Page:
Sounds like fun Bonefish, enjoy your trip. I'm jealous
You know how it is...when every day pressures get a little too close, you just need to find your roots. Once a year I get this urge, really a need, to get away. At heart, I am a river man. I was born on the banks of the Dix, and my father was a river fisherman as well. Nother more peaceful than boating down a river far away from the busy life we find ourselves each day. Through the years I have got to a riverman whose family lived on the banks of the KY River many years ago when the river was travel for commerce and trade. I have heard many interesting stories of the river life in those days. So when I load my boat with camping and fishing gear in the next few weeks, I will return to the solitude and memories of past river experiences. There nothing that can compare to setting up for the night on the KY River for a little fishing and cooking of good food far away from everyone. At some point, you will be visited by the otter, the beaver, the fox and coon, and the turkey. This year I have pull out three special rod and reels. These were my Grandfather's and my Father's. I have re-lined and clean these old steel rods and reels up and will be fishing with them once more.
Sounds like fun Bonefish, enjoy your trip. I'm jealous
Ah those old steel rods, and baitcasters a little bigger than a silver dollar, spooled with breaded line, You just jerked me back about 50 years, thanks! Hope you have a good trip all round, post it, and let us know about it
Yes. The rivers are special and alive. Ancient roads. A great place to go to get away, the best I think. As you say "nothing can compare". I have taken a good number of river trips with my son. Sleeping on the banks and in the boat. If I told you where you would question my sanity. This year we are starting at the mouth of the Tennessee near Paducah and heading upstream until we run out of water. I guess we'll be looking at The Smokeys when we hit bottom.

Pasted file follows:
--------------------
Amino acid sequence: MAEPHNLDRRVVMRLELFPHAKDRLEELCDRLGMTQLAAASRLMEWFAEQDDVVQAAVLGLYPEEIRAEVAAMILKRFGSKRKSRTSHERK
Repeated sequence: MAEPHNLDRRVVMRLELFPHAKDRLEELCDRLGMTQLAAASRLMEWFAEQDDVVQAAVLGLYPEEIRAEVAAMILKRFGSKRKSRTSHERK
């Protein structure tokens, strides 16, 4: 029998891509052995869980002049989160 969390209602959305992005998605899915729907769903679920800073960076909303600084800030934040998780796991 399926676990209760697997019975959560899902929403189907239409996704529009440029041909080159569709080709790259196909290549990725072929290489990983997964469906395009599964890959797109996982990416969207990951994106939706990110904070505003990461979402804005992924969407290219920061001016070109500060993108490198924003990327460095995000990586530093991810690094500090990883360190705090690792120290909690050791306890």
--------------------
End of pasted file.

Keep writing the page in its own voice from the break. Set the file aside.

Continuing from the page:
Won't have time to fish. Too busy staying afloat. Plus many times you don't know what state you are in.
I am certain your Dad and Grandfather will be smiling as you make those casts. Have a nice time and make a cast for me.
Alot of people have questioned my sanity when they see the size boat I fish out of and where I fish.(the falls). But the boat I fish out of was passed on to me by my grandfather.In my eyes the real Riverrat, I learned how to fish,camp,catch bait and be a good person on the river ,and the memories that I have of those times I will allway's charish. I feel he rides with me everytime I go out. Sure I have a bigger boat, but the one day a week I get to spend on the river......I'd rather be with him and good friends. Great thread Bonefish....Chuck
When I wrote this post, someone came into my office and I didn't get to edit the post. After reading it back, I had to laugh because the other day I was reading the Regs on fishing and was looking at the difference between white, hybrid and stripe bass. As you know the hybrids have broaken lines down their sides. That's just how my brain has become. I have a gap between my brain and fingers, and it is widening as I get older. Maybe some of you are experiencing the same problem. Getting back to fishing the rivers and streams, I still have my father's 1955 3 hp Evenrude and the 14 ft "V" bottom we fished out of for years. It is good to have these old pieces of family history around. Fortunately, I have someone I can pass these down too. Our rivers and streams are the last holdouts for our wildlife...the ones that don't want you to see them...the wildcat, the cliff rat, and black bear.